“Hey, let’s go sit with the Jewish people!”
—Ava, 4 years-old, not Jewish.
WHY WE ARE THE HANUKKAH PARENTS
(and the Passover Parents, and the Purim Parents)
Our family is Jewish. Our children’s schools are not. Sometimes the kids have Jewish classmates and sometimes they don’t. So, when the two, big mainstream holidays roll around—Christmas and Easter—my kids are visibly and vastly outnumbered. Peers and parents don’t really “get” Jewish holidays here. Why should they? Nashville has less than 2 percent Jewish population. They don’t usually have first-hand experience with folks who do.
Does this situation sound relevant to yours?
One way to bring a bit of balance to the mix is to bring a bit of your family’s Jewish holiday traditions to school. A Holiday Parent Visit, arranged with the permission and parameters of the teacher, is like a family Show and Tell. It is presented in the spirit of sharing traditions. It needn’t be elaborate. As the name suggests, we show stuff and tell about it. We bring a quick story, actual holiday objects and perhaps a holiday food. A Holiday Parent Visit can be adapted to suit your particular customs, personality, time frame, and comfort level interacting with children. And of course, to how enthused your kid is about all this. Hopefully, your schools and teachers will be as welcoming and curious as ours, and your visits will be a positive reference point for your child’s classmates, teacher, fellow parents and administrators. In some cases, your Jewish visit might be the only in-person, Jewish exposure kids get while they are little.
Here’s a quick tale about a consequence of holiday visits: my husband and I did Hanukkah and Passover with our son’s preschool class this year. He was the only Jewish kid in the school. Later in the spring, as we sat in the grass at a class picnic, a group of 4 year-olds came running right at us. A girl named Ava was in the lead, hollering, “Hey, let’s go sit with the Jewish people!” It was funny as hell. Almost as funny were the frozen looks from nearby parents. We had to explain the back story, why Ava and her minions even knew we were Jewish. Her outburst was a spontaneous, genuine compliment. To this little group of kids, we were approachable, interesting, fun. We were “the Jewish people.”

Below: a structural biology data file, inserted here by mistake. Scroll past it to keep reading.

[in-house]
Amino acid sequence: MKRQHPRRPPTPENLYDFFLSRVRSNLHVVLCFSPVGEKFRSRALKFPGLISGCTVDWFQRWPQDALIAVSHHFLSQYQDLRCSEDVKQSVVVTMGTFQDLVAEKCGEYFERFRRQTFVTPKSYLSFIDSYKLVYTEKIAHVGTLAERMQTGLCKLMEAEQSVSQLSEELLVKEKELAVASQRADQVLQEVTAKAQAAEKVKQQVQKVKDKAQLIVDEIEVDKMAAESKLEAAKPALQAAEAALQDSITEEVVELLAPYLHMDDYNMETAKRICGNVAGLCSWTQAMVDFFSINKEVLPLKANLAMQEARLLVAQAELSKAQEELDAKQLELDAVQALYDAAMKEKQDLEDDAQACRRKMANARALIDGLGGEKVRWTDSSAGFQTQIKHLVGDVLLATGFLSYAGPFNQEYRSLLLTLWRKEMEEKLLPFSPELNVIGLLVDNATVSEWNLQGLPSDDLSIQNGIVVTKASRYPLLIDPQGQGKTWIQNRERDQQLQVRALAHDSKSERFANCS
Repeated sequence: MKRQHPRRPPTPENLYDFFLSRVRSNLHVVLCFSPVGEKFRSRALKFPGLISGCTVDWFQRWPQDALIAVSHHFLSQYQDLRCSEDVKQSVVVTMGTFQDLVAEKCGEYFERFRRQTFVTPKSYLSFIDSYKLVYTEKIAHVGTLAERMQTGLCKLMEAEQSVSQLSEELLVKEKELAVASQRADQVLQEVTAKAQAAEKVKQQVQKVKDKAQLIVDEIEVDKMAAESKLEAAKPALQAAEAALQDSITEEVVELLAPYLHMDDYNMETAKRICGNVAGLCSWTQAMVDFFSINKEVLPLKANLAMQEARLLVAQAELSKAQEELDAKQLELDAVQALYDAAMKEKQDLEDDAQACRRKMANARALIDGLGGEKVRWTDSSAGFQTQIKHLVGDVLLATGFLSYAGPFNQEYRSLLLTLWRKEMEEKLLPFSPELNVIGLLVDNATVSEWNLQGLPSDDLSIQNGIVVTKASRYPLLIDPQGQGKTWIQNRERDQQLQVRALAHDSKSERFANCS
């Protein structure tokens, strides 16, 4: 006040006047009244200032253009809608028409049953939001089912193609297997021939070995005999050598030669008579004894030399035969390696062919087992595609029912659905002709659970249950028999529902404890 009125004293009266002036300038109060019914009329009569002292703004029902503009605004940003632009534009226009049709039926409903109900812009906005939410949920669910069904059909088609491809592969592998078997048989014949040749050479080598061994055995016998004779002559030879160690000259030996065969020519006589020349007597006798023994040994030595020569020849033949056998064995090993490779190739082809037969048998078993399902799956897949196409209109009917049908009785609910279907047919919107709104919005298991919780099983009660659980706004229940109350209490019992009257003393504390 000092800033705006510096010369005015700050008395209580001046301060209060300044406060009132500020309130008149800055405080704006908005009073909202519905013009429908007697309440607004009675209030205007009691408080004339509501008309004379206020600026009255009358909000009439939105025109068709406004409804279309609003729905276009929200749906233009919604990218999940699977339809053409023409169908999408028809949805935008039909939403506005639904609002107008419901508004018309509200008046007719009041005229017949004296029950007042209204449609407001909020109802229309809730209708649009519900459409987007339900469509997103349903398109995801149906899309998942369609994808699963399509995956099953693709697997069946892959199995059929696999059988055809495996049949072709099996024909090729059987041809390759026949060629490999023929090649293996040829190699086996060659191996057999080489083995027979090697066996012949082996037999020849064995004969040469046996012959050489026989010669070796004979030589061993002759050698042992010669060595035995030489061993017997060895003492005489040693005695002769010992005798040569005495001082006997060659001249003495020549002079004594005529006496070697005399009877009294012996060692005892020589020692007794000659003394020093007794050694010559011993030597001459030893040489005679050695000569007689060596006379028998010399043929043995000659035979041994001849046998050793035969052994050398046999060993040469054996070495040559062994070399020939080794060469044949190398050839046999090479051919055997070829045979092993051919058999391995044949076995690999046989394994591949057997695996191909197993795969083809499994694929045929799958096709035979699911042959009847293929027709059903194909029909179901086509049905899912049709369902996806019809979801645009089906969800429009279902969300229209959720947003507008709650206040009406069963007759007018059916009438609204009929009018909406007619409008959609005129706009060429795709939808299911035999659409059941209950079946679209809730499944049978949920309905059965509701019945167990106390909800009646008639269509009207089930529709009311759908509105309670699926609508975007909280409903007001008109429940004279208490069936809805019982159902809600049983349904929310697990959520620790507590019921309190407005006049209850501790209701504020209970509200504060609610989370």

Family Show and Tell Guidelines:
Some of us don’t need guidelines for this sort of thing and can go in and wing it beautifully. Not me. If I’d had guidelines way back when, perhaps my hands would not have trembled so dangerously as I lit Hanuakkah candles for a Kindergarten class. And maybe I would have thought twice about enacting the first Passover plague for a group of preschoolers. To turn water into blood from the Nile is, duh, a demonstration fraught with complications. And how could I have foreseen that hamantaschen—my prized family recipe—would be unanimously rejected as yucky?
Definition of “Parent:” Parents tend to vary in number, background, religious affiliation, work schedules and enthusiasm. A visit can work with one, two, and multiple parents who are raising a child Jewishly. We don’t have to be Jewish to raise a child Jewishly. And by the way, one of my favorite Hanukkah visits consisted of three families sharing the presentation (one set did the story, one the candles, one the dreidel demo).
Please leave comments on the relevant pages (Hanukkah or Passover), and share what has worked for you and what hasn’t. We can all pick and choose what works for us and our kids.